• Thank you for letting me know about the ads. I put that ad up on a trial basis, and I really don’t think it’s going to work. 🙁

  2. This is a good article series. What is the saddest thing regarding modesty is when a Christian lady will defend herself and challenge you regarding her immodesty. I approached a young married lady because we were seeing her panties flashed on the platform at church. Her reply to me was not a thing was wrong with it and the pastor would not do a thing even though asked by the deacons. We switched churches. Yet I see this mindset among many younger and older woman. Justifying dressing the way they do.

  3. Dear Caroline,

    Your blog has caused me to take an inventory of my clothing. I thank you for that. When I go clothes shopping now, I look for modest and feminine clothing. I like that my mind has opened up to how I used to appear. No more, from now on I will make a concerted effort to dress modest and think about how my clothing choices impact not only me but others around me.



  4. I know you’ll delete this, because you only want to hear from people who will feed your ego, but I’m writing anyway. I don’t care if you’re wearing a bikini or a burqa, it’s not very modest to have an entire website full of glamour shots of yourself, and to hold yourself up as a paragon of virtue and imply that others should model their lives after your directions. Remember all sins are equal in the eyes of God – you are *no better a person* than that bank teller you’re judging. Indeed, maybe she volunteers at a soup kitchen in her free time, whereas you write self-righteous blog posts. You are no more justified to look down on her than she is to look down on you, because (Matthew 7:3) you are looking at the speck of sawdust in her eye. God doesn’t like judgmental attitudes either, Caroline. Let’s just keep this to what it is: you like to talk a lot about yourself. Maybe I’m old fashioned, but that’s not modest.

    • Rebecca,
      Well, first of all I didn’t delete your comment. 🙂
      Next, I do not consider the pictures of myself on the website to be “glamour shots”. Everything from the un-glamorous setting of nearly all of my photos (that would be my backyard. Its awfully difficult to avoid the telephone poles and chain link fence back there. Ugh!) to my un-glamorous poses (it’s pretty obvious I don’t know how to pose like a professional model) to what many would consider my un-glamorous clothes, my Modest Monday photos are really, well, un-glamorous. Then there’s that “paragon of virtue” charge. I’m not implying that others should model their lives after me but rather the scriptural principles I’ve tried to model my life after. Those are good for everyone. About the “all sins are equal in the sight of God” thing – that simply isn’t the case. But don’t take my word for it. For a start, these words from Jesus suggest otherwise; read John 19:11. Concerning the bank teller you reference from my post; if she does indeed volunteer at the soup kitchen I say good for her. That’s certainly a good thing. But just as she shouldn’t have her cleavage hanging out at the bank, she shouldn’t have it hanging out at the soup kitchen either. And finally, I can see why you would not think my talking a lot about myself and posting pictures of myself online to be a terribly modest exercise but to put it simply, I’m very interested in the topic of femininity and modesty and I needed someone to model these principles on my blog and though I do it quite imperfectly, I happen to know myself and be with myself quite a lot so its really more of a practical matter that you see a lot of me on the blog. Hope I’ve at least answered a few of your concerns 🙂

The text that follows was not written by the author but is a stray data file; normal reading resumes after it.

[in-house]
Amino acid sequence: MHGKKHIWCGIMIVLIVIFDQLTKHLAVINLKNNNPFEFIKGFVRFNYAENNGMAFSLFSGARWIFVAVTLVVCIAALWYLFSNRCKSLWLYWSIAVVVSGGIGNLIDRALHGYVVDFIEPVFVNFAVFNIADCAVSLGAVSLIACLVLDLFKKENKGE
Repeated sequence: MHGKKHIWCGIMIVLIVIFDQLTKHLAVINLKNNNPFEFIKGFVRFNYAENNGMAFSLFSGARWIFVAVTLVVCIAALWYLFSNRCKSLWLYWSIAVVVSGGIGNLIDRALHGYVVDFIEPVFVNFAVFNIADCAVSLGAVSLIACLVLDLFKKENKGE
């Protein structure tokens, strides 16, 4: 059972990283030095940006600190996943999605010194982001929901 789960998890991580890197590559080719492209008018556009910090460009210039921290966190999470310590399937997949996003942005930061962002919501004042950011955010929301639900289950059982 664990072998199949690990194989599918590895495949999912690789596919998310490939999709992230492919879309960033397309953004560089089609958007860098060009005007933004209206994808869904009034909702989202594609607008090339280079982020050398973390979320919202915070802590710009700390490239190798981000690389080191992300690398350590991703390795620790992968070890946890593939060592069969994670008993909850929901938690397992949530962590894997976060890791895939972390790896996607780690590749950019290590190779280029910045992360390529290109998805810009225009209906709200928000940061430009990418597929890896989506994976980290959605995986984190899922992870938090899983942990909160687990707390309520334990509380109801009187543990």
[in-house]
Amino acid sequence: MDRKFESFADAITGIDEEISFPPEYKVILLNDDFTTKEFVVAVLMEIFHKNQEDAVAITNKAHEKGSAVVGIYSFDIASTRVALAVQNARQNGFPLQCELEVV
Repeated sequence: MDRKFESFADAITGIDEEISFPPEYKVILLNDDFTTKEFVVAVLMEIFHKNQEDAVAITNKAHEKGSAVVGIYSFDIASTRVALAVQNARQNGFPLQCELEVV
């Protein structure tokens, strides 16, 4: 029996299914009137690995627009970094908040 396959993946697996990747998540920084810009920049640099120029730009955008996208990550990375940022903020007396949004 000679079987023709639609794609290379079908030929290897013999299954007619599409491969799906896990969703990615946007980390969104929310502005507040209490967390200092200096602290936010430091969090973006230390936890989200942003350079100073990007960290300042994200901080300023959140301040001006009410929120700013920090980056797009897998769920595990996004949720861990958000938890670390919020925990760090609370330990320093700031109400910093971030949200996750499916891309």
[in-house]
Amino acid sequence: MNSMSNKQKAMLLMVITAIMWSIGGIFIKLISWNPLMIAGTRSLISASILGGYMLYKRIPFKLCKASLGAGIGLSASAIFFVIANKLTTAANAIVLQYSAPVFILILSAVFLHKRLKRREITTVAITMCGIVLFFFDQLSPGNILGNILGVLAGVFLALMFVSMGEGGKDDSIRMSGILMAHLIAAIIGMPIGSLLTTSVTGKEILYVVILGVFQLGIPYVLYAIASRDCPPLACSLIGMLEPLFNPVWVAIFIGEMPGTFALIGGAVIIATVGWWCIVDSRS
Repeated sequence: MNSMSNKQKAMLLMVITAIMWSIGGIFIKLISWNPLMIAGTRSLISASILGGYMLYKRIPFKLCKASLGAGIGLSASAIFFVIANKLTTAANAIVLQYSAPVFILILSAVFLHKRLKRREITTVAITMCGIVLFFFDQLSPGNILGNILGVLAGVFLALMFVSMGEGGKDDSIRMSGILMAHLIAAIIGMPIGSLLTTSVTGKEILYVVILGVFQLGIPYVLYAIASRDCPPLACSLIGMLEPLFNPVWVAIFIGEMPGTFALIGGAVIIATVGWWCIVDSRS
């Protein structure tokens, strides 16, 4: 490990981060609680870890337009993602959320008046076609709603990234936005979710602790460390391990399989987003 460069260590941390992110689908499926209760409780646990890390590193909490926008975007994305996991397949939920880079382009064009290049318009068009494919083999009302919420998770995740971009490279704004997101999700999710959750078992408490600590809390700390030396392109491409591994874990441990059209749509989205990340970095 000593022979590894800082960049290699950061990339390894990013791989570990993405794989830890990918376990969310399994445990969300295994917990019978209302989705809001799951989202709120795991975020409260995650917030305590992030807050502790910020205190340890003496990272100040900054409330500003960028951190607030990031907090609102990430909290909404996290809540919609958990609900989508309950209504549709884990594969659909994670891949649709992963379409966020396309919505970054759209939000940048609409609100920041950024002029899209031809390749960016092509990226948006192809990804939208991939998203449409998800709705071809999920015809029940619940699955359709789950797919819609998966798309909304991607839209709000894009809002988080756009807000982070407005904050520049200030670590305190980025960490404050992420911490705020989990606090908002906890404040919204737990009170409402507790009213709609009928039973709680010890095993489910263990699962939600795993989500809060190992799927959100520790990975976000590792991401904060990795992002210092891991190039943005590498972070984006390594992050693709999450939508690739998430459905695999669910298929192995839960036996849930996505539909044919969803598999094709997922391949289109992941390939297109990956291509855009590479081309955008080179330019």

• Thanks for the response, Caroline. I would only ask you to consider: could you have made the exact same point without publicly judging strangers? Had you focused on the positive, your post would have been no less well received. Their lives are not for you to judge. Our job is to love and to serve, not to snark in our thoughts or words (much less our words on a public website).

        And, your clothes are lovely :). Really!

  5. Hello!

    I was curious if there was going to be more posts for the swimsuit series? It seems like it just kind of stopped, but the entries themselves implied there was more to come. Although I don’t wear skirts exclusively or homeschool, I enjoy reading your blog and perspective. I work full time, as does my husband, and our 2 children have always gone to daycare (the oldest starts 3k this week now!), but I still find that I can relate. Your blog causes me to think and challenges me- even after growing up in what I consider a conservative Christian family!:)